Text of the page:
“The source of our biggest problem is that we shot ourselves in the foot,” said Barnett. “Not to take anything away from Kansas State, but we just took ourselves out of opportunities way too often with penalties and two blocked punts.”

The battered Buffs did not have much time to regroup.

The 3-4 Buffs (1-2 in Big 12 play) now returned home to face No. 1 Oklahoma. The Sooners, who had defeated the Buffs twice in 2002, were 7-0 in 2003, including routs of then No. 11 Texas, 65-13, and the only common opponent to that date, UCLA, 59-24 (which the Buffs had gotten past, 16-14, in September). After scoring over 50 points in four straight games, Oklahoma had settled for a mere 34 in a 34-13 win over Missouri heading into the contest against the Buffs.

“Can’t be down too long,” said tailback Brian Calhoun after the Kansas State meltdown. “Or Oklahoma’s going to put up 90 on us.”

Not exactly what the CU faithful were hoping to hear.


Northwestern Revisited – Barnett Part II?

In 1993, in his third season as head coach at Northwestern, Gary Barnett’s Wildcats posted a 3-7-1 record. In 1994, Northwestern became the story of the year in college football, going undefeated in Big Ten Conference play, finishing the year 10-2 after a Rose Bowl loss. The following year, the Wildcats shared the Big Ten title, finishing with a 9-3 record after a bowl game loss.

Why recite Gary Barnett’s history at Northwestern?

Compare the above with ….

In 2000, in his second season as head coach at Colorado, Gary Barnett’s Buffs posted a 3-8 record. In 2001, Colorado became the story of the year in college football, winning the Big 12 title game over Texas, finishing the year 10-3 after a Fiesta Bowl loss. The following year, The Buffs again made the title game, losing to Oklahoma, finishing with a 9-5 record after a bowl game loss.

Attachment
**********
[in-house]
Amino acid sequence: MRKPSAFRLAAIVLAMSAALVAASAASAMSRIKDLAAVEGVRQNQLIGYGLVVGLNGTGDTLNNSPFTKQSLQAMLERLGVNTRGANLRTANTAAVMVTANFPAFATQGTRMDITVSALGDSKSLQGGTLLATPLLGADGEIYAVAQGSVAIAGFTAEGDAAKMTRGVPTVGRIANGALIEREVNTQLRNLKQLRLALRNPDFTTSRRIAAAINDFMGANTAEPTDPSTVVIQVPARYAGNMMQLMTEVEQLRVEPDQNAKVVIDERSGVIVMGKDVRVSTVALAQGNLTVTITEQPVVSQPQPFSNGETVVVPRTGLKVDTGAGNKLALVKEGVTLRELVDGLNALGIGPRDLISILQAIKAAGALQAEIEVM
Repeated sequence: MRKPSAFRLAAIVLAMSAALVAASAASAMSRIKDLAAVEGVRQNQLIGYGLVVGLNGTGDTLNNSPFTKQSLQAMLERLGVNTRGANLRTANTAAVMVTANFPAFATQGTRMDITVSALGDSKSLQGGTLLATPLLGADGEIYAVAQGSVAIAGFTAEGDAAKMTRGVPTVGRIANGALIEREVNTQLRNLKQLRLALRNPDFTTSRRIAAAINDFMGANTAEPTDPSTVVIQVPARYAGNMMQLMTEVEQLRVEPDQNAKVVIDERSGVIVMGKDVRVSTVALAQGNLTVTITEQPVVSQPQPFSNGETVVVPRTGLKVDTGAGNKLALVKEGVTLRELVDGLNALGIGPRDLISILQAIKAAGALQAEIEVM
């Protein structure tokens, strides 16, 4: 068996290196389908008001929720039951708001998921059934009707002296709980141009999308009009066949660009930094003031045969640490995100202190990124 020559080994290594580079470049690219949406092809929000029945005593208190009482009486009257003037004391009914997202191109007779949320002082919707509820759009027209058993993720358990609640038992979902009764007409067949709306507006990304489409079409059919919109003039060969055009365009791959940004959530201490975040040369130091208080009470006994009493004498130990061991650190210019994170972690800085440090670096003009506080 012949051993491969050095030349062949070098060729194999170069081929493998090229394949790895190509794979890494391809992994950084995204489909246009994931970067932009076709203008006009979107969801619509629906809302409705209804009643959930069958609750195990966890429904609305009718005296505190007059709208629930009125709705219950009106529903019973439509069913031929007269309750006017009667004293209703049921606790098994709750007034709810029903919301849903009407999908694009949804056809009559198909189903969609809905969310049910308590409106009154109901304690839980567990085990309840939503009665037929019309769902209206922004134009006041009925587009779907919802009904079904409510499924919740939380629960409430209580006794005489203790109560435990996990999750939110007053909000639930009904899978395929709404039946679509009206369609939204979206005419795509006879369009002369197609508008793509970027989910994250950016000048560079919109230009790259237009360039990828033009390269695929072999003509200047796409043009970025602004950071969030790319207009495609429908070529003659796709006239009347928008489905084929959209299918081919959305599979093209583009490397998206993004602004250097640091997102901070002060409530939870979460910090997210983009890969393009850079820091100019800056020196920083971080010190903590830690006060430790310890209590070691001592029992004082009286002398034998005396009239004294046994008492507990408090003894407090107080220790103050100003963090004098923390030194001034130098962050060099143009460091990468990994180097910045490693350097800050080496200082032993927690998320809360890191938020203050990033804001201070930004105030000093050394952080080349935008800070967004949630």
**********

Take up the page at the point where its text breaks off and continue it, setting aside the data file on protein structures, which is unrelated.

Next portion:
Notice any parallels?

If those who fail to learn from the past are doomed to repeat it, then Colorado fans got what they deserved in the 2003 Buffs.

Failing to build upon the national recognition bestowed upon Northwestern, Barnett’s final two teams in Evanston finished their seasons 5-7 and 3-8. Yes, Barnett had taken the Wildcats to their first bowl game in 47 years, and yes, the two winning seasons he posted in 1995-96 matched the two winning seasons the Wildcats had put together in the previous 31 seasons, but the back-sliding the program took in 1997-98 could not be ignored. After going 15-1 in Big Ten play in 1995-‘96, the Wildcats went 3-13 the following two seasons.

What about the 2003 Buffs?

Tyler Brayton and Donald Strickland had graduated, and Marques Harris had been lost for the season with a broken leg in the UCLA game. Otherwise, these were largely the same defensive Buffs which had given up 294 points in 2002, (22.6 points/game), ranking CU 39th in the nation. In 2003, the Buffs had given up 281 points in seven games, with high-powered Oklahoma and Texas Tech up next on the schedule. Only once before in school history had Colorado given up over 40 points in five consecutive games, and that was the pathetic 1-10 1980 version of the Buffs. Only the 1980 Buffs had given up over 40 points per game on average over the course of a full season.

When I was making out travel plans for the 2003 season, it was a given that I would be coming down to Boulder for the Oklahoma game. I even liked the karma of the date – October 25th. For CU faithful, October 25th holds a special place in our hearts, for it was on that day in 1986 that 2-4 Colorado shocked the world of college football in upsetting undefeated and 3rd-ranked Nebraska, 20-10.